Apart from a student loan of $120,000, what keeps me away from the US is also the trauma of Black life. My family, too, has been affected by the American carceral state which preys on Black people.
In 2014, my brother – who suffers from schizophrenia – was incarcerated for more than eight months for trespassing on someone’s lawn and in 2019, he was shot and survived a gun wound. Some of my cousins are currently imprisoned in the state of Florida, awaiting their release, while being in solitary confinement to avoid contracting COVID-19.
Similar to James Baldwin, who fled suffocating racism and spent some pivotal years living in Europe during the civil rights movement, I feel guilty about living abroad during this moment where I am afforded the space to write, breathe, and be debt-free.
But unlike Baldwin, I cannot return. After three years of setting up a home in Berlin, building a community with local activists and artists, and finding stability for the first time in my life, a return to the US would be a reckoning with the full gravity of being Black in America – it would be a return to the indebted and worried existence of physical and economic survival, and that is something I can no longer bear.
But, we, Black American emigres, did not watch idle the revolutionary momentum that the George Floyd protests triggered.
The anger, pain and despair that poured out in the streets of America were so powerful that they shook the whole world, inspiring solidarity protests in dozens of countries, which gave more ammunition to challenge police state violence and the legacies of colonialism. And we joined.
In France, Black Parisians reignited the struggle for justice for Adama Traore, a 24-year old Black Parisian who died in police custody.
In England, protesters attacked the statue of historic figures who played a leading role in British imperialism and the slave trade, starting a nationwide conversation about the whitewashing of British colonial history.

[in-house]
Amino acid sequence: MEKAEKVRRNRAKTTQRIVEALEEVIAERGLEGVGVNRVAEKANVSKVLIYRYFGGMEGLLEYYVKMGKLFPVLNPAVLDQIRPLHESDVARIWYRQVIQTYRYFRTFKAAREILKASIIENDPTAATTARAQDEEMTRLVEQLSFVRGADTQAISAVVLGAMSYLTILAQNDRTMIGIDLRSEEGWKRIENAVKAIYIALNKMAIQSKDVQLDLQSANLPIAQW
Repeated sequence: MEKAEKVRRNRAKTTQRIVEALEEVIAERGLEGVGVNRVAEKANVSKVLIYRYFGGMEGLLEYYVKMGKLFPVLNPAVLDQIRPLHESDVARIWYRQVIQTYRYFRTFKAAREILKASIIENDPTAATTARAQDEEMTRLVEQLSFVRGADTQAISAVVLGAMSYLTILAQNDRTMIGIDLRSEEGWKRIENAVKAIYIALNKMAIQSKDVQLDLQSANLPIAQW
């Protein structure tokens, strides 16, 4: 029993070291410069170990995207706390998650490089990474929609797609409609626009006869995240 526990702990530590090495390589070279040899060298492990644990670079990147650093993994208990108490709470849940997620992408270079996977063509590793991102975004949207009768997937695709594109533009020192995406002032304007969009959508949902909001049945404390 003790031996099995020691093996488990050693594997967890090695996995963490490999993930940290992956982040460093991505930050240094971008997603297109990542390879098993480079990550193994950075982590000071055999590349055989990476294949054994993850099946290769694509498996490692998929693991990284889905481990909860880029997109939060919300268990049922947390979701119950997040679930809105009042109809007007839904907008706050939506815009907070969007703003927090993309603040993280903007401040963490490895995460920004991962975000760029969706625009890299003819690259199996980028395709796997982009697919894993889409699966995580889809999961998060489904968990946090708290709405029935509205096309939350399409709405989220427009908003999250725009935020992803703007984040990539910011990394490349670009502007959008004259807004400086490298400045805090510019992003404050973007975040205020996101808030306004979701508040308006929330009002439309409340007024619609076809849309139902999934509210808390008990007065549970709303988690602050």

In Belgium, after mass protests forced the removal of several statues of King Leopold II, notorious for his barbaric rule of Congo; they also prompted the head of parliament to call for a truth and reconciliation commission to address colonial time crimes.
In the Netherlands, demonstrations elicited calls for the use of blackface to portray “Black Pete” in Christmas celebrations to be banned.
In Brazil, the last country in the Americas to officially abolish slavery, there have also been protests in support of Black Lives Matter. The country itself is still struggling with the anti-Black racist legacy of its colonial period and the brutal US-backed dictatorship during the Cold War period. There, too, Black people are the main victim of police brutality and systemic discrimination.
In Australia, protests have pushed to the fore public discussions about white settler colonialism and state violence against the Aboriginal people, which the white majority has long sought to suppress. In fact, the local authorities sought to ban protests in cities like Sidney, using the COVID-19 pandemic as an excuse.